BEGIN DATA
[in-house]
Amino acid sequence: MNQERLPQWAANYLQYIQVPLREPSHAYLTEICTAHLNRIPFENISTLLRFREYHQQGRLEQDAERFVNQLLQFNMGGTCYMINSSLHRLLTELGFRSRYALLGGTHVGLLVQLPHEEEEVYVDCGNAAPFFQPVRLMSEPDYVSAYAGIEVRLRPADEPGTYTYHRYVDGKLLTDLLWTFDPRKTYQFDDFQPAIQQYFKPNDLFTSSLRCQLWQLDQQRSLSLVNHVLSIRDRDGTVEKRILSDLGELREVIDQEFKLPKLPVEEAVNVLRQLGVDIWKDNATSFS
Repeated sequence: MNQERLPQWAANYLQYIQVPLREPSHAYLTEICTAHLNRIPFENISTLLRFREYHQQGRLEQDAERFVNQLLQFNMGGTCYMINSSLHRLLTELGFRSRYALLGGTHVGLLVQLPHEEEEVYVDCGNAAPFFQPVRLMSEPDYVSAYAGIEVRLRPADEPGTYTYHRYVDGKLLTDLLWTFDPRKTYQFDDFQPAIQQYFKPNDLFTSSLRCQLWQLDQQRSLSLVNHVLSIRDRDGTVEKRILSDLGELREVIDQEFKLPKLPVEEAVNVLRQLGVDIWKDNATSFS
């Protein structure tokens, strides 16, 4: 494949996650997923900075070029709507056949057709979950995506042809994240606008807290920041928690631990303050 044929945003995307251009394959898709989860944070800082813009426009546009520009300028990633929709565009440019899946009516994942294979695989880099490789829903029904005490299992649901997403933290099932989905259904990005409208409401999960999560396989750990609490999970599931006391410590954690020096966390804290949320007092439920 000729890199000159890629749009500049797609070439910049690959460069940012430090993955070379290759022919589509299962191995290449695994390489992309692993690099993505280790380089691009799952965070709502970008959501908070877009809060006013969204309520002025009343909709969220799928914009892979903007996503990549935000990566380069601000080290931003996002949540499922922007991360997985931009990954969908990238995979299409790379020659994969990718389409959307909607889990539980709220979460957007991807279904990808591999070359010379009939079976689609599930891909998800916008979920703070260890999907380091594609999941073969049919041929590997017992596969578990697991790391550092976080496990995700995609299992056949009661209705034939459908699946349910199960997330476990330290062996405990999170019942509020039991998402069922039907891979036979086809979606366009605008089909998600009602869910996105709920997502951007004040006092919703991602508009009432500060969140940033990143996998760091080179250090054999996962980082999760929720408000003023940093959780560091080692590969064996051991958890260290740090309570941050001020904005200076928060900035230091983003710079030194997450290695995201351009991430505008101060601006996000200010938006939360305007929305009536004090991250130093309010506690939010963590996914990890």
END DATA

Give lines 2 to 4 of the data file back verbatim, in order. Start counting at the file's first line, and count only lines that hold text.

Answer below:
Amino acid sequence: MNQERLPQWAANYLQYIQVPLREPSHAYLTEICTAHLNRIPFENISTLLRFREYHQQGRLEQDAERFVNQLLQFNMGGTCYMINSSLHRLLTELGFRSRYALLGGTHVGLLVQLPHEEEEVYVDCGNAAPFFQPVRLMSEPDYVSAYAGIEVRLRPADEPGTYTYHRYVDGKLLTDLLWTFDPRKTYQFDDFQPAIQQYFKPNDLFTSSLRCQLWQLDQQRSLSLVNHVLSIRDRDGTVEKRILSDLGELREVIDQEFKLPKLPVEEAVNVLRQLGVDIWKDNATSFS
Repeated sequence: MNQERLPQWAANYLQYIQVPLREPSHAYLTEICTAHLNRIPFENISTLLRFREYHQQGRLEQDAERFVNQLLQFNMGGTCYMINSSLHRLLTELGFRSRYALLGGTHVGLLVQLPHEEEEVYVDCGNAAPFFQPVRLMSEPDYVSAYAGIEVRLRPADEPGTYTYHRYVDGKLLTDLLWTFDPRKTYQFDDFQPAIQQYFKPNDLFTSSLRCQLWQLDQQRSLSLVNHVLSIRDRDGTVEKRILSDLGELREVIDQEFKLPKLPVEEAVNVLRQLGVDIWKDNATSFS
């Protein structure tokens, strides 16, 4: 494949996650997923900075070029709507056949057709979950995506042809994240606008807290920041928690631990303050 044929945003995307251009394959898709989860944070800082813009426009546009520009300028990633929709565009440019899946009516994942294979695989880099490789829903029904005490299992649901997403933290099932989905259904990005409208409401999960999560396989750990609490999970599931006391410590954690020096966390804290949320007092439920 000729890199000159890629749009500049797609070439910049690959460069940012430090993955070379290759022919589509299962191995290449695994390489992309692993690099993505280790380089691009799952965070709502970008959501908070877009809060006013969204309520002025009343909709969220799928914009892979903007996503990549935000990566380069601000080290931003996002949540499922922007991360997985931009990954969908990238995979299409790379020659994969990718389409959307909607889990539980709220979460957007991807279904990808591999070359010379009939079976689609599930891909998800916008979920703070260890999907380091594609999941073969049919041929590997017992596969578990697991790391550092976080496990995700995609299992056949009661209705034939459908699946349910199960997330476990330290062996405990999170019942509020039991998402069922039907891979036979086809979606366009605008089909998600009602869910996105709920997502951007004040006092919703991602508009009432500060969140940033990143996998760091080179250090054999996962980082999760929720408000003023940093959780560091080692590969064996051991958890260290740090309570941050001020904005200076928060900035230091983003710079030194997450290695995201351009991430505008101060601006996000200010938006939360305007929305009536004090991250130093309010506690939010963590996914990890």